Government edict prevents councils shopping locally

Eamonn Wynne

Eamonn Wynne

All local authorities now had to purchase their office equipment and paper from a centralised national company instead of local shops, it was stated at the monthly meeting of Cashel Town Council.

They had told the government that these items had been purchased locally from businesses that paid rates to the Council but the government’s attitude was that if savings could be made by purchasing nationally then that was the way to go, said Council Manager Sean Keating.

They had flexibility with such purchases in the past but this policy became obligatory a month ago.

He was responding to comments made by Cllr. Martin Browne (Sinn Fein), who described it as “an absolute disgrace” that the Council couldn’t decide to keep business locally.

“Businesses out there are struggling big time”, he said.

Cllr. Browne noted that Munster Joinery had been awarded the contract for the replacement of windows and doors in eight Council houses.

“These guys come in and they don’t even buy a roll in a shop. Every penny leaves the town and not a cent is ever spent here”.

He said that if a local firm got the contract the money would be spent in the town. He knew one local firm who had submitted a tender for the job but there was E4,000 in the difference.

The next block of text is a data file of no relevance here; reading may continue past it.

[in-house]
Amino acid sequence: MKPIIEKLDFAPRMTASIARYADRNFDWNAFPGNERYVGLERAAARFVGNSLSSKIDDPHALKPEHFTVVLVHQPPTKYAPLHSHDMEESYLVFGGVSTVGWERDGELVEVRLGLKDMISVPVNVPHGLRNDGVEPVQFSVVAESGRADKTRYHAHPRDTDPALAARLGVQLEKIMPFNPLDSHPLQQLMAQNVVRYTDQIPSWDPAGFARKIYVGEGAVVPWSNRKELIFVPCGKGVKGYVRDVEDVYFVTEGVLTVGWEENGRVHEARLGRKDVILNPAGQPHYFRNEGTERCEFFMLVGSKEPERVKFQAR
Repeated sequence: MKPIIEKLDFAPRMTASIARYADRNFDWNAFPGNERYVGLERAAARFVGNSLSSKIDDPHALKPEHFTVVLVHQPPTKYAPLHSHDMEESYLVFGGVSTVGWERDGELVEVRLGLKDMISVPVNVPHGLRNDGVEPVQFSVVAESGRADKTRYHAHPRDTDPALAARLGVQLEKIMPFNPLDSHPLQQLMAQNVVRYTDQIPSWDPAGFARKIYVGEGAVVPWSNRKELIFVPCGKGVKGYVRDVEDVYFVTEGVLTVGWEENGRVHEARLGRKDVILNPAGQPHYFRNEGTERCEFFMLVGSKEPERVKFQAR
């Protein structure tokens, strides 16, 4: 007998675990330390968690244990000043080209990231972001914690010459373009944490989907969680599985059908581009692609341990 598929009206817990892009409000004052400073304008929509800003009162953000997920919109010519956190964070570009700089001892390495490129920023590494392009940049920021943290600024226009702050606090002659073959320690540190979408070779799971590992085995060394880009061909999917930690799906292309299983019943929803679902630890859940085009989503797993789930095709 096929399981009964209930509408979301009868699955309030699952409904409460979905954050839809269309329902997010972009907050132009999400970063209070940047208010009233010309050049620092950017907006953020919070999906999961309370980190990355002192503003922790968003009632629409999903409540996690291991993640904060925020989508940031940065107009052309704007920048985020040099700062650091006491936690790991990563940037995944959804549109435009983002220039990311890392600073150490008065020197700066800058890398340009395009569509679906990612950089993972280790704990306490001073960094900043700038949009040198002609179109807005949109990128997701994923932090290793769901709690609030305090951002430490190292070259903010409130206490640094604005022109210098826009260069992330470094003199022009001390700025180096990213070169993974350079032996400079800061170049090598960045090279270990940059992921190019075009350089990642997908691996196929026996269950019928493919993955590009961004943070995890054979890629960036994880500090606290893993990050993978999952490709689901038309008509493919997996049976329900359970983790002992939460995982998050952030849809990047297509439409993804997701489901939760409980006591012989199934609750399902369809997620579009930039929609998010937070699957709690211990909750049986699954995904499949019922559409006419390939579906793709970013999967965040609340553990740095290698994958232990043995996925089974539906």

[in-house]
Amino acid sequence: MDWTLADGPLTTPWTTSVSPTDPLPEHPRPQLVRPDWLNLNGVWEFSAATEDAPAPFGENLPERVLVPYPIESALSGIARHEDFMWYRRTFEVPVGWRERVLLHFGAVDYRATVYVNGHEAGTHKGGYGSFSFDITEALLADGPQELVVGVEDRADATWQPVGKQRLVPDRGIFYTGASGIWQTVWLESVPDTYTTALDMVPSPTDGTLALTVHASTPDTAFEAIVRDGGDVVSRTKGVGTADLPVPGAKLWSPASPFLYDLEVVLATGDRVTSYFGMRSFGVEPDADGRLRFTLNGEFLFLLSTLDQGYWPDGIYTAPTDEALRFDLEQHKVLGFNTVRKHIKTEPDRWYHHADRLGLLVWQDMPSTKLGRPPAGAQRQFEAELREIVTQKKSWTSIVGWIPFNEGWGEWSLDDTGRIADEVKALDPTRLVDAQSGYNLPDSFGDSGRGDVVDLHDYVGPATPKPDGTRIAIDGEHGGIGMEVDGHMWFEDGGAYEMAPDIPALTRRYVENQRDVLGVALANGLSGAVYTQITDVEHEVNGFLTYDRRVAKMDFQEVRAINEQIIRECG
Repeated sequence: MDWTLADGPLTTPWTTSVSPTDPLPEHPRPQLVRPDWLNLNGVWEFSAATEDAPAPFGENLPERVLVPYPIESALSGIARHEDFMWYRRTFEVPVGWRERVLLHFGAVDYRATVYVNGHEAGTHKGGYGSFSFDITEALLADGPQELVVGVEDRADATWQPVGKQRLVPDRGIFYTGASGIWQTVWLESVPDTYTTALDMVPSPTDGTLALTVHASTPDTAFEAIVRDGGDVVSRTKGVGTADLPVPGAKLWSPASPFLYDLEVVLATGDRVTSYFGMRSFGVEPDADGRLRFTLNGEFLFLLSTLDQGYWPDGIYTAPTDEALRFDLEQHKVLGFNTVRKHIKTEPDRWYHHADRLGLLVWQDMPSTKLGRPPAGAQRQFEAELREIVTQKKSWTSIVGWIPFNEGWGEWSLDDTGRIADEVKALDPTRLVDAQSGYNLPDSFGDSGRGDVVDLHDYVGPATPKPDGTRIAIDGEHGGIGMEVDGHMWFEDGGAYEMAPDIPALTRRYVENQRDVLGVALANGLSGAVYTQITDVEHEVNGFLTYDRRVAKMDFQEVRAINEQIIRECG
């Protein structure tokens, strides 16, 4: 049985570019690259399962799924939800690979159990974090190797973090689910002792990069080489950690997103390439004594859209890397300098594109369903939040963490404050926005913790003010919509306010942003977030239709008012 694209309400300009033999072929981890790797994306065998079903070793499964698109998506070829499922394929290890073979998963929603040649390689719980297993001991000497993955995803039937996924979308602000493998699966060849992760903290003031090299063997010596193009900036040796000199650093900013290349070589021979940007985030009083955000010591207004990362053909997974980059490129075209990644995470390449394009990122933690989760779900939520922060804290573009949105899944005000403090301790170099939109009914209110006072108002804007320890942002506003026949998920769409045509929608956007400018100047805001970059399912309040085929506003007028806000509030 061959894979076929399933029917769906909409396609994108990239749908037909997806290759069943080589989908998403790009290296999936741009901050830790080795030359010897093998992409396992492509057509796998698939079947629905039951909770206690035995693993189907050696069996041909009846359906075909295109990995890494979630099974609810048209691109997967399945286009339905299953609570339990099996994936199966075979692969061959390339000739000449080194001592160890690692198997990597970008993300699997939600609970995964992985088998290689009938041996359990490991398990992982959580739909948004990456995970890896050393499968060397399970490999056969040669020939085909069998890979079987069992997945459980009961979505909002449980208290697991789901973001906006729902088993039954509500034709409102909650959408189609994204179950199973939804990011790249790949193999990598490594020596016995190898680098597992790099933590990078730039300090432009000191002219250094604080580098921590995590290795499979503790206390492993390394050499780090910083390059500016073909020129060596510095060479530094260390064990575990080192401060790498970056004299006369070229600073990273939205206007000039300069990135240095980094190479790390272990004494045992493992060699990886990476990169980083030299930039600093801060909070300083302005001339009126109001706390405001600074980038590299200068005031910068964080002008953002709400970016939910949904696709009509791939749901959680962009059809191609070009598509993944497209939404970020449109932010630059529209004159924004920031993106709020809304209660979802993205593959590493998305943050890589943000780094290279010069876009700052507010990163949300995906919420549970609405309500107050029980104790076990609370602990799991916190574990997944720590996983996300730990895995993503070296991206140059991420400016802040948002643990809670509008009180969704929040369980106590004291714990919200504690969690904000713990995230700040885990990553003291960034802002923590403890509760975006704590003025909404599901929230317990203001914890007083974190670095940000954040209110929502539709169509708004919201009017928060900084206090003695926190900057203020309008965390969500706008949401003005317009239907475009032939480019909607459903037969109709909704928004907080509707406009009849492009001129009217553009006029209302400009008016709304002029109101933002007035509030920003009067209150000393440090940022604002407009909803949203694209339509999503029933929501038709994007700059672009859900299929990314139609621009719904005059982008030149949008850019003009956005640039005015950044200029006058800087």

It was absolutely crazy and time that they put pressure on the government.

The other tender was lower and unfortunately that was the system, said Town Engineer Willie Corby. The Council did as much business as possible without having to go to tender and tried to use local companies as much as possible.

When items for the Council building were needed they were bought locally and they supported the local economy in whatever way possible.

Cllr. Joe Moloney appreciated the Council’s position in that it was tied to accepting the lowest tender, and he was delighted to hear that they purchased items locally.

Cllr. Eddie Bennett noted that a company from Mayo had the contract for a sports complex being built not too far away, even though a local company had submitted a tender.

Manager Sean Keating suggested that the members might make the case further and stress that they shouldn’t only have to look at the cheapest option when awarding tenders.